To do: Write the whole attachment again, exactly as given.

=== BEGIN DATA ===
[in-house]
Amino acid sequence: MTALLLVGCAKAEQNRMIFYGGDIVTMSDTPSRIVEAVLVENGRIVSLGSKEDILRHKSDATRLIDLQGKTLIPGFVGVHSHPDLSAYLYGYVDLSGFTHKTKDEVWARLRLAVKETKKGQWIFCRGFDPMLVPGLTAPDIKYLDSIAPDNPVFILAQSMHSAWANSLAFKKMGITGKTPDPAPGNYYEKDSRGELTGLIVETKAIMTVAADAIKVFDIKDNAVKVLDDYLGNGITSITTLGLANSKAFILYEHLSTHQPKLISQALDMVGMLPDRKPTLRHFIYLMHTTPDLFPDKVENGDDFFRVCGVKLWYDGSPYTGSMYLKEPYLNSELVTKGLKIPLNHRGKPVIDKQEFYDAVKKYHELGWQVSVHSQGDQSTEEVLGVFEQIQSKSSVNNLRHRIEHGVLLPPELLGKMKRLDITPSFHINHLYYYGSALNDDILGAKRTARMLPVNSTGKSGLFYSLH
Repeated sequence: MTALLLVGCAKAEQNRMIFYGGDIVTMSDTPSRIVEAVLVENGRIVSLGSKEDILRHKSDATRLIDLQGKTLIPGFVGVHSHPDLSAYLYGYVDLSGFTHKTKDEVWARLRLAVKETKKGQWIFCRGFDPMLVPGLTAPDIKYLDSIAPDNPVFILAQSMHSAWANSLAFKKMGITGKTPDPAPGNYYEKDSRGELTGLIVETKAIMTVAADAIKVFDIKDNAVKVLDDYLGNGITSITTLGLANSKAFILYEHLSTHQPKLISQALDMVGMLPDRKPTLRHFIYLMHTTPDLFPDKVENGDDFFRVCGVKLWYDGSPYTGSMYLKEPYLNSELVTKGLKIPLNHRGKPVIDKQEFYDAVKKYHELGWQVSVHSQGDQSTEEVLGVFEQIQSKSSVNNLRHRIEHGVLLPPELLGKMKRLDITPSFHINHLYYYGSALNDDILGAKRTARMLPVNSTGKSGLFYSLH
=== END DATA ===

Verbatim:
[in-house]
Amino acid sequence: MTALLLVGCAKAEQNRMIFYGGDIVTMSDTPSRIVEAVLVENGRIVSLGSKEDILRHKSDATRLIDLQGKTLIPGFVGVHSHPDLSAYLYGYVDLSGFTHKTKDEVWARLRLAVKETKKGQWIFCRGFDPMLVPGLTAPDIKYLDSIAPDNPVFILAQSMHSAWANSLAFKKMGITGKTPDPAPGNYYEKDSRGELTGLIVETKAIMTVAADAIKVFDIKDNAVKVLDDYLGNGITSITTLGLANSKAFILYEHLSTHQPKLISQALDMVGMLPDRKPTLRHFIYLMHTTPDLFPDKVENGDDFFRVCGVKLWYDGSPYTGSMYLKEPYLNSELVTKGLKIPLNHRGKPVIDKQEFYDAVKKYHELGWQVSVHSQGDQSTEEVLGVFEQIQSKSSVNNLRHRIEHGVLLPPELLGKMKRLDITPSFHINHLYYYGSALNDDILGAKRTARMLPVNSTGKSGLFYSLH
Repeated sequence: MTALLLVGCAKAEQNRMIFYGGDIVTMSDTPSRIVEAVLVENGRIVSLGSKEDILRHKSDATRLIDLQGKTLIPGFVGVHSHPDLSAYLYGYVDLSGFTHKTKDEVWARLRLAVKETKKGQWIFCRGFDPMLVPGLTAPDIKYLDSIAPDNPVFILAQSMHSAWANSLAFKKMGITGKTPDPAPGNYYEKDSRGELTGLIVETKAIMTVAADAIKVFDIKDNAVKVLDDYLGNGITSITTLGLANSKAFILYEHLSTHQPKLISQALDMVGMLPDRKPTLRHFIYLMHTTPDLFPDKVENGDDFFRVCGVKLWYDGSPYTGSMYLKEPYLNSELVTKGLKIPLNHRGKPVIDKQEFYDAVKKYHELGWQVSVHSQGDQSTEEVLGVFEQIQSKSSVNNLRHRIEHGVLLPPELLGKMKRLDITPSFHINHLYYYGSALNDDILGAKRTARMLPVNSTGKSGLFYSLH